To delight in accomplishments, yes! To delight in weddings and births, this we shall do too! But to delight in numbers alone, this we do not do.

Shabbat Shalom

Thursday, May 26, 2011

Why Doesn't Someone Write a Tzniut Book for Men?

Most of the laws of modesty (Tzniut) pertain to a man's responsibilities regarding women, not the other way around.

Some obligations that men ought to abide by: Do not leer, do not gaze wantonly, do not fantasize, do not recite the Shema in front of one's wife if she is undressed.... (Cf. Berachot 24a; Shabbat 64b; Rambam Issurei Biah 21.2)

By way of comparison, the Tur (Rabbi Jacob ben Asher) devotes fourteen lines to a man's obligations to act modestly toward women (Even HaEzer 21.1) compared with just one line about how a woman should not visit the marketplace with her hair uncovered. (Ibid 21.2; Cf. Tur/Shulchan Aruch OH 75) One may add that there is also a notion that men should dress modestly as well. (Mishnah Berura 2:1; Igrot Moshe IV.3.68)

In light of all these laws, one would expect a few tomes for men that delineate "The Modest Way." Yet a perusal at the local Jewish bookstore finds that this is hardly the case. Here is an incomplete list of women's guides to staying under cover (with a few parenthetical comments):

1. Sometimes You Are What You Wear: A Guide to Tzniut" (Check out the catchy cover!)

2. Oz ve-hadar levushah: modesty, an adornment for life : halachos and attitudes concerning tznius of dress & conduct" (I am tired after the title, but it does cover everything.)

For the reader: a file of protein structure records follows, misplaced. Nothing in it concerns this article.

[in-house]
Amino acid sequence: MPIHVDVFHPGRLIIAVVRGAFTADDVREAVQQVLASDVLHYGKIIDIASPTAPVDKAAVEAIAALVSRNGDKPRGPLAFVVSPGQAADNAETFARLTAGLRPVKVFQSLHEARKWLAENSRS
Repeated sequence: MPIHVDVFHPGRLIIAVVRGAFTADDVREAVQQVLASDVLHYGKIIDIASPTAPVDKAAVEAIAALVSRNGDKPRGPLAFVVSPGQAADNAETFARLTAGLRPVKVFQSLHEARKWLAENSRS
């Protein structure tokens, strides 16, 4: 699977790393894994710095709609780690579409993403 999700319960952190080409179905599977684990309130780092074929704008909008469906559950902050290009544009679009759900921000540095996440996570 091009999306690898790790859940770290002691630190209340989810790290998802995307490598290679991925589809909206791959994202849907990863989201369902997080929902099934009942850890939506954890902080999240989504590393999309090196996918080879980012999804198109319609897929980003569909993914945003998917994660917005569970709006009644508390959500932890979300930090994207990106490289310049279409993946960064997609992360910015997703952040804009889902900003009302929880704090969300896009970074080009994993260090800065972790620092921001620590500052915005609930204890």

3. Reward of the Righteous Woman (A companion guide to 'The Merit of the Righteous Women'!)
4a. Just My Style: A Tznius Reader (Very posh.)
4b. Just My Style - New Edition - A Tznius Reader for Teens (So posh, it was republished.)
5. Outside/Inside: A Fresh Look at Tzniut (Tzniut is always fresh, for halacha is eternal.)
6. The Tznius Handbook: Education Diagrams for Women and Girls (Diagrams?!)
7. The Modest Way (With all the footnotes, this seems more of a guide for Rabbis. Note to rabbis: Vol III just came out.)
8. Daughters of Dignity - An Inspirational Learning Program of Hashkafa and Halachic Guidelines in the Noble Mitzvah of Tznius (Very dignified title.)
9.Seams and Souls - A Dressing, Altering, and Sewing Guide for the Modest Woman (Warning to Men: Do not give this as an engagement present or anniversary gift, it may cause an irreparable split.)
10. Halichos Bas Yisrael, 1 Vol. Edition: A Women's Guide to Jewish Observance (This one discusses laws besides modesty and comes with approbations from Gedolei Yisrael!)